People v. Liddell, 32 Ill. App. 3d 828 (1975)

Oct. 23, 1975 · Illinois Appellate Court · No. 74-365
32 Ill. App. 3d 828

The People of the State of Illinois, Plaintiff-Appellee, v. Evern Liddell, Defendant-Appellant.

(No. 74-365;

Third District

October 23, 1975.

BARRY, J., dissenting.

Michael J. Warner, of Rock Island, for appellant.

*829David DeDoncker, State’s Attorney, of Rock Island (F. Stewart Merdian, of Illinois State’s Attorneys Association, of counsel), for the People.


delivered the opinion of the court:

This is an appeal from a judgment of the Circuit Court of Rock Island County, finding defendant guilty of voluntary manslaughter, with a consequent sentence of 3 to 10 years in the penitentiary. The action was based upon the fatal stabbing of Willie Sims in Rock Island on the evening of January 16,1974.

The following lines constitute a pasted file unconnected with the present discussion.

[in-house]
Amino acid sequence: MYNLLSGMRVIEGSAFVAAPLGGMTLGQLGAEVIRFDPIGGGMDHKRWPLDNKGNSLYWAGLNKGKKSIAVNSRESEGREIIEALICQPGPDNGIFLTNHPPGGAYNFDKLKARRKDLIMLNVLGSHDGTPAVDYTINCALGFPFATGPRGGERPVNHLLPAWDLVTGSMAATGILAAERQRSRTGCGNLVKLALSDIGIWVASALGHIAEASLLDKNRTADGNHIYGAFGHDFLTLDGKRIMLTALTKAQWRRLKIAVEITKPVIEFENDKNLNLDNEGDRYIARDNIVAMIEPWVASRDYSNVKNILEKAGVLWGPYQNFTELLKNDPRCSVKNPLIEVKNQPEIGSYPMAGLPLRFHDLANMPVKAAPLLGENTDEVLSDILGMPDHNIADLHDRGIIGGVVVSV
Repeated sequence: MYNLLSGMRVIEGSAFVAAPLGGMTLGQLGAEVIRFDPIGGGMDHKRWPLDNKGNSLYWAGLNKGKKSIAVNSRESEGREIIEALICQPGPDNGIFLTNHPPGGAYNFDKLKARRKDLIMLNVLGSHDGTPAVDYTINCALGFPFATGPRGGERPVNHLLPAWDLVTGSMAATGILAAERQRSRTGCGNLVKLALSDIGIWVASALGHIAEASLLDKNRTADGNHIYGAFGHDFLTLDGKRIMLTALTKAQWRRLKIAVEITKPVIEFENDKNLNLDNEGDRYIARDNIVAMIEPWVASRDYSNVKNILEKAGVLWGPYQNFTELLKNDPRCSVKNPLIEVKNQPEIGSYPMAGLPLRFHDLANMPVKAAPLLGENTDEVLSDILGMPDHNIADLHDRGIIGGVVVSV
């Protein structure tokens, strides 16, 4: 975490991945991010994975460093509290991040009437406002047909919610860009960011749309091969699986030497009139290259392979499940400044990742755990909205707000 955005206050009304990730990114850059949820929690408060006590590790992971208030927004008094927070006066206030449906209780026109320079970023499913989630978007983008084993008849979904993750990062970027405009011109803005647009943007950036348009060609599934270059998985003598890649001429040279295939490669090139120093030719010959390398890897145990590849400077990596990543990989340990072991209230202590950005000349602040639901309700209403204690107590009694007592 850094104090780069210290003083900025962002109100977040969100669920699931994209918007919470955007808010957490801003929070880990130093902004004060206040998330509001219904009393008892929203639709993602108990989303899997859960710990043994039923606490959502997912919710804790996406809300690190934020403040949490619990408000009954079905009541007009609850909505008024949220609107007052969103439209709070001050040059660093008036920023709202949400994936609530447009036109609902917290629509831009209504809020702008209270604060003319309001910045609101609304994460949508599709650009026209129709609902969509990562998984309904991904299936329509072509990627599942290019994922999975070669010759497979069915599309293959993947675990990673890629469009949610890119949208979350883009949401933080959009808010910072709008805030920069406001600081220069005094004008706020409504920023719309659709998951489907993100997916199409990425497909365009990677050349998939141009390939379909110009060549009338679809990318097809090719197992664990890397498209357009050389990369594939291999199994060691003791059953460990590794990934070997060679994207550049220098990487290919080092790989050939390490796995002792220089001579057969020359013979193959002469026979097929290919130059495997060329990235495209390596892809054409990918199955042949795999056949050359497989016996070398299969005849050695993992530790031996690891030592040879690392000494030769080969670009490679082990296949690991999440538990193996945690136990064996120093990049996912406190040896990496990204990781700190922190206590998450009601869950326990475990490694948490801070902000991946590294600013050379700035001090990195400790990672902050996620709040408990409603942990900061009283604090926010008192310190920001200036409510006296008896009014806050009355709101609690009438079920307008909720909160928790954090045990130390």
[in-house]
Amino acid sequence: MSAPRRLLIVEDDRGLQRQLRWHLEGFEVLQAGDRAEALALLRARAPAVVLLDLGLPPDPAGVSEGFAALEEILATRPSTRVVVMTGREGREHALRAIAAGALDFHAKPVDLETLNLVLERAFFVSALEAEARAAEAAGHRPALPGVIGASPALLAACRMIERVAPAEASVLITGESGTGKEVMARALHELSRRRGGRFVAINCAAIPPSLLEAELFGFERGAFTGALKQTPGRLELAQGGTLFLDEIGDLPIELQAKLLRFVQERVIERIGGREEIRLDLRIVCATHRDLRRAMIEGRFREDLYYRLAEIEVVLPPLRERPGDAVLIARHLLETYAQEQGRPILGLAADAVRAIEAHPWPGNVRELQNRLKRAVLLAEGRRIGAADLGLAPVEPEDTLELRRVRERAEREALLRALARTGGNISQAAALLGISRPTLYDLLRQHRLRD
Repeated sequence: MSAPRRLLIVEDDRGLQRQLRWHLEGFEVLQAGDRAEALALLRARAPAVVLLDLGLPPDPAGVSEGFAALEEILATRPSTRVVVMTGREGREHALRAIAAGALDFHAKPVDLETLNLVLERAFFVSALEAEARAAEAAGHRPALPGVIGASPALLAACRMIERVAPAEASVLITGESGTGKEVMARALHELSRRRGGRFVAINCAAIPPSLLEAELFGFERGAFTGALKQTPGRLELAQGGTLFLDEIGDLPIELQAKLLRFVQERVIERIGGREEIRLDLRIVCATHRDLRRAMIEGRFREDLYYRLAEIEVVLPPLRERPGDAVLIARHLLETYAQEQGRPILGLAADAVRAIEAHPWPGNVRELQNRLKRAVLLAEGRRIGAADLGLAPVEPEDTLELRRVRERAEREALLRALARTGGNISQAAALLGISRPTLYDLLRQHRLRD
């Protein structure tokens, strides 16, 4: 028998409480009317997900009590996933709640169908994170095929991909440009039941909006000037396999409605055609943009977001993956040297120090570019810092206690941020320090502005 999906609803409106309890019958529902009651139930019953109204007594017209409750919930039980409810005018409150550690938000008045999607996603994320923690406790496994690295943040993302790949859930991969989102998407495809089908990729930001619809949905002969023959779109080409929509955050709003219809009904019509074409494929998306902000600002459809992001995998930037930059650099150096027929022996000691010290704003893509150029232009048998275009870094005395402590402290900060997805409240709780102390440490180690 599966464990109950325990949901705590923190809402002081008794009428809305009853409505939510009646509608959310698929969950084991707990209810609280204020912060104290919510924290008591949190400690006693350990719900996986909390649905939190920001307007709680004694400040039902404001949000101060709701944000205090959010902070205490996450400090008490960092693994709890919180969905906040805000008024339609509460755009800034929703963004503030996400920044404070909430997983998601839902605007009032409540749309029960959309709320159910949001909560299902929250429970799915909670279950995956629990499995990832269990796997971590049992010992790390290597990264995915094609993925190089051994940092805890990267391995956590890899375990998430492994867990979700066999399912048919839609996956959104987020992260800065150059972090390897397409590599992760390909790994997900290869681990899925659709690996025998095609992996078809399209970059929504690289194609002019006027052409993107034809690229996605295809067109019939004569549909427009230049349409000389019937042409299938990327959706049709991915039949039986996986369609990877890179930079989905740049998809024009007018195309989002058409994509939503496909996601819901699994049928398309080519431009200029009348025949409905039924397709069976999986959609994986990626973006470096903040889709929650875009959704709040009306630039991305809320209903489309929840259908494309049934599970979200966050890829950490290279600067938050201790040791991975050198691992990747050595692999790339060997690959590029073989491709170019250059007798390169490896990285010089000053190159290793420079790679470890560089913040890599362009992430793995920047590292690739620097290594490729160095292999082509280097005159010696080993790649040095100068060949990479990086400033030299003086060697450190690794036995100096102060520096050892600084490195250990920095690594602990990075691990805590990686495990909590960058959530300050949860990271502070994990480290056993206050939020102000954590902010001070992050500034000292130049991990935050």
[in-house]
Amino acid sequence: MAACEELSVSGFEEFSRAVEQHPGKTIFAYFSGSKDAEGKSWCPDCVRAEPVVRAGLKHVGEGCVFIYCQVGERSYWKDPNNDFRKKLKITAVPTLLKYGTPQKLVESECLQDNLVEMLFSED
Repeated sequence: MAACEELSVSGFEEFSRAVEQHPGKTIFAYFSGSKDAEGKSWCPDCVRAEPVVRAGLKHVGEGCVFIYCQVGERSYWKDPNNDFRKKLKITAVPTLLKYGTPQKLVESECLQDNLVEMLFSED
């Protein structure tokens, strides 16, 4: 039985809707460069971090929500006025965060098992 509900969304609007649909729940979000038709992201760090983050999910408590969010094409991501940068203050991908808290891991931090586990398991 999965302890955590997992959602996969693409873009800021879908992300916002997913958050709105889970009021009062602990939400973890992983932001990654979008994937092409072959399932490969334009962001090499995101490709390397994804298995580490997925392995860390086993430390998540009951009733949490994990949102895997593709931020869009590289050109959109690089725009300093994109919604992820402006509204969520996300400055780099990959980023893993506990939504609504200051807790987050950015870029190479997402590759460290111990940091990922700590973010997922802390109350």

On appeal in this court, defendant basically contends that the State failed to disprove his theory of self-defense beyond a reasonable doubt. From the record it is apparent that the incident occurred in the back yard of a friend of defendant named Shorty Jenkins. Jenkins had a shed in his yard where his friends often congregated for a few drinks, conversation, and perhaps some friendly gambling. On the evening of January 16, 1974, Jenkins and J. C. Buchner were in the shed cleaning up when defendant and James Oliver arrived. Later the decedent, Willie Sims, came in.